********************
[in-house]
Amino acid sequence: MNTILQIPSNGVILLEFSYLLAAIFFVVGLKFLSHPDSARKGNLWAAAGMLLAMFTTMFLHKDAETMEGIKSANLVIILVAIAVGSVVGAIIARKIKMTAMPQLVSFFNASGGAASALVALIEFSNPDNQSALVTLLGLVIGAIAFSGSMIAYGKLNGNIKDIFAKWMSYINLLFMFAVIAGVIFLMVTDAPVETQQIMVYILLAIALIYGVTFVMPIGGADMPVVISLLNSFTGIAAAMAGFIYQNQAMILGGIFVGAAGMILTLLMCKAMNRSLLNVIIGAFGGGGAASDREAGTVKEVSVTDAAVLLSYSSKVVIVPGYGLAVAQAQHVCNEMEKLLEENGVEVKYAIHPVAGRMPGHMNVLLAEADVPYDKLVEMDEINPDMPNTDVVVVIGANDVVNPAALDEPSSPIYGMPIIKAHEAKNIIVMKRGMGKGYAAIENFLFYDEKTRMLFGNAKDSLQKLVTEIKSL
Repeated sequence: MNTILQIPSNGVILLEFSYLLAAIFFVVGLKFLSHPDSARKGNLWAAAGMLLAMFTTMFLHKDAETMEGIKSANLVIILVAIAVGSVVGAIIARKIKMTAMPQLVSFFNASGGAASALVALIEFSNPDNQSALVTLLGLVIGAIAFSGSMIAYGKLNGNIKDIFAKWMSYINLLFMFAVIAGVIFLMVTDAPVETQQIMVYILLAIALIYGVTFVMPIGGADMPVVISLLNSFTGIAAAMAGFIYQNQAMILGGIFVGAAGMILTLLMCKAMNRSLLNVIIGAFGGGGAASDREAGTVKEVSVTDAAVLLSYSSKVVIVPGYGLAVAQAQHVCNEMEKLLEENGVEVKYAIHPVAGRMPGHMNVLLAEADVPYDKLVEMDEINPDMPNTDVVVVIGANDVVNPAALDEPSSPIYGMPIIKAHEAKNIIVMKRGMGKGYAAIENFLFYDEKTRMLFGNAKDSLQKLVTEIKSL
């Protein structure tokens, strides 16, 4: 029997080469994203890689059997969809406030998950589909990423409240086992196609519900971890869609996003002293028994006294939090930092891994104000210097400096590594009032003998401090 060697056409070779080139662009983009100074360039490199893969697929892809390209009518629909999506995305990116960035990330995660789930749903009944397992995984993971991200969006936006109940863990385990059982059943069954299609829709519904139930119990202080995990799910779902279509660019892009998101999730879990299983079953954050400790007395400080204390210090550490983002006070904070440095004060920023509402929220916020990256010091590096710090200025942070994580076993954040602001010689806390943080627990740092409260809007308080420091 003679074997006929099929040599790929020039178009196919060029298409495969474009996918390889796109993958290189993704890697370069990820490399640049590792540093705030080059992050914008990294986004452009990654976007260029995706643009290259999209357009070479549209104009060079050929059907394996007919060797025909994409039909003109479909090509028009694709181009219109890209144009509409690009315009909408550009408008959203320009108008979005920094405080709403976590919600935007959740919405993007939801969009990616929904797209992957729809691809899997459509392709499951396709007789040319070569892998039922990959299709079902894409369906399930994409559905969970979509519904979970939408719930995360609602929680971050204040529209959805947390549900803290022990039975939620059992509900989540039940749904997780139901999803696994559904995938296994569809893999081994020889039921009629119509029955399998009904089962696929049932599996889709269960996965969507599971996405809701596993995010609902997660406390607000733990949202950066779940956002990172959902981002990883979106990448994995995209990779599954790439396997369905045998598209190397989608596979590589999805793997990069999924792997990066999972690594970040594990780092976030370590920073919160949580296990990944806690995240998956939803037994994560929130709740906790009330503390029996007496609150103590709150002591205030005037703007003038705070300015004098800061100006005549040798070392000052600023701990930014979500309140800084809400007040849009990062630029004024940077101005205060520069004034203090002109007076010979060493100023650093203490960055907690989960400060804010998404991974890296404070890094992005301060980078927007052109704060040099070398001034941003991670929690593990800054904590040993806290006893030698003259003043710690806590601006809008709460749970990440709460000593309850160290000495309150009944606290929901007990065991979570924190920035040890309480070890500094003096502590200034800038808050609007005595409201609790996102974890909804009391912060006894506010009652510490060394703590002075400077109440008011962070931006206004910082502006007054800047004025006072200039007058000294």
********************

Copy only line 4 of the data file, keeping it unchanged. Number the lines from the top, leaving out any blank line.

């Protein structure tokens, strides 16, 4: 029997080469994203890689059997969809406030998950589909990423409240086992196609519900971890869609996003002293028994006294939090930092891994104000210097400096590594009032003998401090 060697056409070779080139662009983009100074360039490199893969697929892809390209009518629909999506995305990116960035990330995660789930749903009944397992995984993971991200969006936006109940863990385990059982059943069954299609829709519904139930119990202080995990799910779902279509660019892009998101999730879990299983079953954050400790007395400080204390210090550490983002006070904070440095004060920023509402929220916020990256010091590096710090200025942070994580076993954040602001010689806390943080627990740092409260809007308080420091 003679074997006929099929040599790929020039178009196919060029298409495969474009996918390889796109993958290189993704890697370069990820490399640049590792540093705030080059992050914008990294986004452009990654976007260029995706643009290259999209357009070479549209104009060079050929059907394996007919060797025909994409039909003109479909090509028009694709181009219109890209144009509409690009315009909408550009408008959203320009108008979005920094405080709403976590919600935007959740919405993007939801969009990616929904797209992957729809691809899997459509392709499951396709007789040319070569892998039922990959299709079902894409369906399930994409559905969970979509519904979970939408719930995360609602929680971050204040529209959805947390549900803290022990039975939620059992509900989540039940749904997780139901999803696994559904995938296994569809893999081994020889039921009629119509029955399998009904089962696929049932599996889709269960996965969507599971996405809701596993995010609902997660406390607000733990949202950066779940956002990172959902981002990883979106990448994995995209990779599954790439396997369905045998598209190397989608596979590589999805793997990069999924792997990066999972690594970040594990780092976030370590920073919160949580296990990944806690995240998956939803037994994560929130709740906790009330503390029996007496609150103590709150002591205030005037703007003038705070300015004098800061100006005549040798070392000052600023701990930014979500309140800084809400007040849009990062630029004024940077101005205060520069004034203090002109007076010979060493100023650093203490960055907690989960400060804010998404991974890296404070890094992005301060980078927007052109704060040099070398001034941003991670929690593990800054904590040993806290006893030698003259003043710690806590601006809008709460749970990440709460000593309850160290000495309150009944606290929901007990065991979570924190920035040890309480070890500094003096502590200034800038808050609007005595409201609790996102974890909804009391912060006894506010009652510490060394703590002075400077109440008011962070931006206004910082502006007054800047004025006072200039007058000294």